When did you first introduce the innovation?
Less than 12 months ago
Please describe the innovation you have developed
This is a piece of coursework designed to promote student engagement (both in attending lectures and practical sessions, as well as engaging fully with the material) and build up laboratory skills to be able to apply them. It is comprised of themed ‘portfolios’ mapping to nine of the twelve practical/lecture fortnights across the academic year within one module. The best eight of these nine count towards the assessment score.
Each portfolio consists of five parts, each of which carry a grade. Each portfolio is ‘open’ for the duration of the fortnight over which the lecture/practical covers, and the parts contained within must be done in a particular order within smaller timeframes in that period. Each portfolio follows a similar structure:
- Pre-practical quiz
- Pre-practical video
- Engagement with class
- Post-practical quiz (a score of 40% or better is required to access the next step)
- Task – this varies from practical to practical, being tailored to the skills developed but often includes online scenarios or data analysis.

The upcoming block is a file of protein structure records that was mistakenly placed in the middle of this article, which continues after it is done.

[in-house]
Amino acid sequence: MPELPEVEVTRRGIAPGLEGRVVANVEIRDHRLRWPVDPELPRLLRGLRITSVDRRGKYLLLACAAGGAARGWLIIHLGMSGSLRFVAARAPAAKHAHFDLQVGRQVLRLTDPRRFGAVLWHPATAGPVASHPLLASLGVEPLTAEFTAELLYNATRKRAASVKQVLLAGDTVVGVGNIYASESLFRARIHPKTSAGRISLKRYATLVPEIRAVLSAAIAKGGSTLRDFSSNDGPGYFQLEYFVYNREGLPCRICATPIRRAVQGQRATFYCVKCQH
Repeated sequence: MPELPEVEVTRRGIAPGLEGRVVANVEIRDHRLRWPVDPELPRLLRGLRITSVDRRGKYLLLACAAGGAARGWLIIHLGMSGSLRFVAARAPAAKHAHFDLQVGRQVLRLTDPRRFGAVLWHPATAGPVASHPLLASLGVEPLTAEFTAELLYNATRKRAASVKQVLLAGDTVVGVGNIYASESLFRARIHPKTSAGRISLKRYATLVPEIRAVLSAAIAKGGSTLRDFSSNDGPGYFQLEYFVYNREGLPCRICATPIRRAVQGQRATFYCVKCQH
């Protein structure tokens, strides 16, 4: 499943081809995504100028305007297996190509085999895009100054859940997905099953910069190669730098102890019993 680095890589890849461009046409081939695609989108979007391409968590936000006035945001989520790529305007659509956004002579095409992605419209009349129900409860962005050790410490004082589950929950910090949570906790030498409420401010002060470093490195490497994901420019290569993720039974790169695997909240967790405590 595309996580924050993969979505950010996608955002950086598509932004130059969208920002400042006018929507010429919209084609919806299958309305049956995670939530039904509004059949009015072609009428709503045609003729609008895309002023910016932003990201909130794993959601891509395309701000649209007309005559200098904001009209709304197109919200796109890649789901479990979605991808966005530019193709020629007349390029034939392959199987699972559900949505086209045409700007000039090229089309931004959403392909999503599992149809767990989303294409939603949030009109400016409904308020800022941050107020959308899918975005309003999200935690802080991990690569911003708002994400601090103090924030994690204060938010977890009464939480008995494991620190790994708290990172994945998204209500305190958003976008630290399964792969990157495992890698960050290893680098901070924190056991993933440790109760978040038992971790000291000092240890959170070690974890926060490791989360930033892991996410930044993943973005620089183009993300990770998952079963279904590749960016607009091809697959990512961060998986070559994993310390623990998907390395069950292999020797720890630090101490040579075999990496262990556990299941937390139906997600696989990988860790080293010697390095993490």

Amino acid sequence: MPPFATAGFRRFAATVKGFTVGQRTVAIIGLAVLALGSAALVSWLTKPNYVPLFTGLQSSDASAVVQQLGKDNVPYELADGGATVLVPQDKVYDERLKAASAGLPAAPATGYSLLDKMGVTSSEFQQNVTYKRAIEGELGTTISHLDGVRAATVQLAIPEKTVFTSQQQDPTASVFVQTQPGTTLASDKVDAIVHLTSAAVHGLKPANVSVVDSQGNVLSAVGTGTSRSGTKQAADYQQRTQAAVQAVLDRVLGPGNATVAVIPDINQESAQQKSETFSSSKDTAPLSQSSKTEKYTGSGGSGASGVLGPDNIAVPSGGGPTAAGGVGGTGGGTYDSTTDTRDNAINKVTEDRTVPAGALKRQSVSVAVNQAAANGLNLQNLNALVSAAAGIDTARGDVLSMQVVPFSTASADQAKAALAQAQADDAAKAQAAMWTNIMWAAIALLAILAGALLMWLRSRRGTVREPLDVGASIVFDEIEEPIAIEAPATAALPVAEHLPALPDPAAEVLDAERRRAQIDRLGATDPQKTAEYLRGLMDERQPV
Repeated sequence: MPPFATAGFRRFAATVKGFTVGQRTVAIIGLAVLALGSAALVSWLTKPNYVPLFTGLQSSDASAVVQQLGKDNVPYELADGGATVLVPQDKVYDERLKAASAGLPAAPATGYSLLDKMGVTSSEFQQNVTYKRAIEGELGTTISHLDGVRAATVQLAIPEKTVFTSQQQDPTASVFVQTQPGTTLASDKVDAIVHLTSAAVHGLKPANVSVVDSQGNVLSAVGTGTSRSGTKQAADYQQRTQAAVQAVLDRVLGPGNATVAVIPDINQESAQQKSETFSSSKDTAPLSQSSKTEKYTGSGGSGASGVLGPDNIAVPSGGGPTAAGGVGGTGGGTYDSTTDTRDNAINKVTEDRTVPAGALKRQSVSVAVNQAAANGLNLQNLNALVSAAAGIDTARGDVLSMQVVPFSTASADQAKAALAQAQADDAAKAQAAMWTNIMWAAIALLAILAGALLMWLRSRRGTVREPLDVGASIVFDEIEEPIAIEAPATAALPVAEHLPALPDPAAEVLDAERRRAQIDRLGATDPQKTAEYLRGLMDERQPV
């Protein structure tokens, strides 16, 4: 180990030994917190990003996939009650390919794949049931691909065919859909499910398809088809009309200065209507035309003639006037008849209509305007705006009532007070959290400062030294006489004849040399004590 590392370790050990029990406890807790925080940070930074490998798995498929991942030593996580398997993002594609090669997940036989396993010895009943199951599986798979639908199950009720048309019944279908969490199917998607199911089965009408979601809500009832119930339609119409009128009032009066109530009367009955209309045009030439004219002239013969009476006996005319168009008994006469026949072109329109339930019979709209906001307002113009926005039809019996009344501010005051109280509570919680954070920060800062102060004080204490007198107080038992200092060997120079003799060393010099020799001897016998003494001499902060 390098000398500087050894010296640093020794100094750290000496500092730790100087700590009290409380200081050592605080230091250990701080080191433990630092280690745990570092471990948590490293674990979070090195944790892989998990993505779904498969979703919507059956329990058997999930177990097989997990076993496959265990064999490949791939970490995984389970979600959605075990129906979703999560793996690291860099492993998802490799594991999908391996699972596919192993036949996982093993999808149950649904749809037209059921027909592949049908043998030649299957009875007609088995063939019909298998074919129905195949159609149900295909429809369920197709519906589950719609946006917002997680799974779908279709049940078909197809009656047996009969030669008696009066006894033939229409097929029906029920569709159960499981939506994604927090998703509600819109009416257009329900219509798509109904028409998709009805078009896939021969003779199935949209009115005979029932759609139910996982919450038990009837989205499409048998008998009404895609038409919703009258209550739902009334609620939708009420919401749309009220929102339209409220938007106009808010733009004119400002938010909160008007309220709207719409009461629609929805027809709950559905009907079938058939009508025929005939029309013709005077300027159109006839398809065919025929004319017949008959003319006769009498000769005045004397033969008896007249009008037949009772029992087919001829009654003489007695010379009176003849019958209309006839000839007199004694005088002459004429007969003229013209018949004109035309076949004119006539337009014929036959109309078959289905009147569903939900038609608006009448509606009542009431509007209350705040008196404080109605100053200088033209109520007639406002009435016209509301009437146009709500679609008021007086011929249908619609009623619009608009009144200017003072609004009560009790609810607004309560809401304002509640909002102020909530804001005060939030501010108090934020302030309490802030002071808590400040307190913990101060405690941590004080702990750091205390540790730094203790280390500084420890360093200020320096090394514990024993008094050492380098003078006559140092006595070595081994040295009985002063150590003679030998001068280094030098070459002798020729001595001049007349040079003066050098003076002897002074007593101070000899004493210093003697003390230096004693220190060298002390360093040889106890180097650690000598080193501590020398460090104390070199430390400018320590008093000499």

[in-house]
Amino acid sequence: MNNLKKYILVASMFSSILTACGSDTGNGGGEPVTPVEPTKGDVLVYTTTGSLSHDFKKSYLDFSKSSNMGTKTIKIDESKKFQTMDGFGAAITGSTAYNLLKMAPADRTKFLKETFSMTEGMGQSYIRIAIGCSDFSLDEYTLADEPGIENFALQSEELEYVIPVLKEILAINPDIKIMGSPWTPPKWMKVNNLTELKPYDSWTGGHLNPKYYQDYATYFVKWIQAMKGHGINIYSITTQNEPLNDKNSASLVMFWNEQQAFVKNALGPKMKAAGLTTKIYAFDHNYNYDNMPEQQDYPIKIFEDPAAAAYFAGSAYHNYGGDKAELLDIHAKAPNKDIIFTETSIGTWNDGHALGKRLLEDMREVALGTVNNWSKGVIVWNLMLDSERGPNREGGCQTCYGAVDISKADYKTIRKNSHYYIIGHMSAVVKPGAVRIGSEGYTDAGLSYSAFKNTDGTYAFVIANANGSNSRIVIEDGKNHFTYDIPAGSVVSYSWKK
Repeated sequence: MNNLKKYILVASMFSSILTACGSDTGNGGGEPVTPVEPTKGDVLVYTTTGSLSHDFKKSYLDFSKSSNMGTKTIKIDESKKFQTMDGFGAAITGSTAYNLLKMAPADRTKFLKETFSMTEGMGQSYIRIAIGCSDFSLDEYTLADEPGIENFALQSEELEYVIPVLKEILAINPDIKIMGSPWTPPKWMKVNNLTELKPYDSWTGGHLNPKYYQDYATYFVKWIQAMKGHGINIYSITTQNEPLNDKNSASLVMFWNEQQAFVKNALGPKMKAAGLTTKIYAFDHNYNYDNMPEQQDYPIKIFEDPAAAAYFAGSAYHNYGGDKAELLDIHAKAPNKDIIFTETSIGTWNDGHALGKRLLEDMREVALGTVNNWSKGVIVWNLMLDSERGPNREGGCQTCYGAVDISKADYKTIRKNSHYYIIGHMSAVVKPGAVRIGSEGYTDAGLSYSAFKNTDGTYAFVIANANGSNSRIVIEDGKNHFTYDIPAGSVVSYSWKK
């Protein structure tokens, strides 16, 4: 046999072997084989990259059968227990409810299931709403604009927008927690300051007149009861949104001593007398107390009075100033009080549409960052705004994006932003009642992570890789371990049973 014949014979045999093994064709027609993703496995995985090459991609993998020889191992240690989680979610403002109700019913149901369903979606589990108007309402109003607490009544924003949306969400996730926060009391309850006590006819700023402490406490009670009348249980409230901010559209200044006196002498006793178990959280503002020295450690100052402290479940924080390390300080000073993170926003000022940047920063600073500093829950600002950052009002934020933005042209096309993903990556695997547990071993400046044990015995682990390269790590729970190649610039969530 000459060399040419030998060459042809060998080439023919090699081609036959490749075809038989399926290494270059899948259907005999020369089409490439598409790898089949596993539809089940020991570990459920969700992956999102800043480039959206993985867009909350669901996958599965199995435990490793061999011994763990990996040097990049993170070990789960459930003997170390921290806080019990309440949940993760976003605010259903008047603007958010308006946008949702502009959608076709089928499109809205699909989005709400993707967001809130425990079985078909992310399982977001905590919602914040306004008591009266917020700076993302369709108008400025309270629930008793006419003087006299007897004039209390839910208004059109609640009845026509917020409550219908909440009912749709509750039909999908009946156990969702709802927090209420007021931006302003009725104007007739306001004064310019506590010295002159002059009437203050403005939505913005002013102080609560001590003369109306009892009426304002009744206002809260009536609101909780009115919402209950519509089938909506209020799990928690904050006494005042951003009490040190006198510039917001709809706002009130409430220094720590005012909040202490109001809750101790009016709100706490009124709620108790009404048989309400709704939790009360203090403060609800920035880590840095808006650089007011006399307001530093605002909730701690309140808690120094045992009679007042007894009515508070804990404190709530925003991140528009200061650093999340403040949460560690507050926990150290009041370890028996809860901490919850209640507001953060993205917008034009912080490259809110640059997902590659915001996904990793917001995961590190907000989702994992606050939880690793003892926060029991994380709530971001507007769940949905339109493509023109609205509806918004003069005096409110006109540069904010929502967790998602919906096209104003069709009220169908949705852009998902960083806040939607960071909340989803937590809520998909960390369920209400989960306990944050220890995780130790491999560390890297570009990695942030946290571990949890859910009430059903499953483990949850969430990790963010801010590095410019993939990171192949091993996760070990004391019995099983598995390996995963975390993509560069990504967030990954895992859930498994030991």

What prompted you to develop this innovation?
Student attendance can sometimes be poor; both in practical sessions as well as lectures. A lot of faith is put in the lecture notes or practical handouts being available online and therefore need only be read when exams are approaching. With the majority of coursework assignments being in the form of essays or something similar, there is an expectation by students that their coursework will only focus on one topic and so it is that one topic they will learn. Further, in science-based degrees practical sessions are crucial in developing new scientists, but there is a steady decline in the engagement of students with these tasks; preferring instead to turn up, go through the handout/protocol, and leave as soon as possible. This lack of engagement is reflected in exam answers based on previously completed practical tasks where students often appear not to have understood why they were doing the task, or what the results mean.
The design of the portfolio aims to reward engagement and to ensure students maintain that engagement (with their notes as well as with their attendance and involvement) all year long as opposed to only revisiting material come revision time, or forgetting about the previous week’s lecture as soon as it had ended. The solution had to be mostly automated however, as with class sizes of 200 or more every year the workload or continuously marking the number of questions available per student would be unsustainable. But the recording of attendance allowed for an engagement with each student that is sometimes missed, providing it was done in an alternative way to a register.